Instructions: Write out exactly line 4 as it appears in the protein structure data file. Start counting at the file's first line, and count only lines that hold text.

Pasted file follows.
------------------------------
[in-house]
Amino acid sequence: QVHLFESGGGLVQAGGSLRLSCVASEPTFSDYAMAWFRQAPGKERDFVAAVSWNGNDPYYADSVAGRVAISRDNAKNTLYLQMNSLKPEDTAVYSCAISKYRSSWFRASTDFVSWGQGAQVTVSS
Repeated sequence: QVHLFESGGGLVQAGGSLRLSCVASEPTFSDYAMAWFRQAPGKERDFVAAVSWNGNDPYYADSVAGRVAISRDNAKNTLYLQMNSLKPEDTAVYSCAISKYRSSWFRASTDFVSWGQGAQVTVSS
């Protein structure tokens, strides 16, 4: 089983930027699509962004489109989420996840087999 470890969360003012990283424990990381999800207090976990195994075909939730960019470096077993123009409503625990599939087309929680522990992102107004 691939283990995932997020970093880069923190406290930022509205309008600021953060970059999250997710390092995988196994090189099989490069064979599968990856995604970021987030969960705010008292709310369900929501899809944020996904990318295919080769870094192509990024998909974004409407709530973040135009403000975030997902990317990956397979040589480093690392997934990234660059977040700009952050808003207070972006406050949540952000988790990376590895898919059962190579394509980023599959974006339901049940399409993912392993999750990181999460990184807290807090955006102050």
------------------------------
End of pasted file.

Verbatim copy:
């Protein structure tokens, strides 16, 4: 089983930027699509962004489109989420996840087999 470890969360003012990283424990990381999800207090976990195994075909939730960019470096077993123009409503625990599939087309929680522990992102107004 691939283990995932997020970093880069923190406290930022509205309008600021953060970059999250997710390092995988196994090189099989490069064979599968990856995604970021987030969960705010008292709310369900929501899809944020996904990318295919080769870094192509990024998909974004409407709530973040135009403000975030997902990317990956397979040589480093690392997934990234660059977040700009952050808003207070972006406050949540952000988790990376590895898919059962190579394509980023599959974006339901049940399409993912392993999750990181999460990184807290807090955006102050």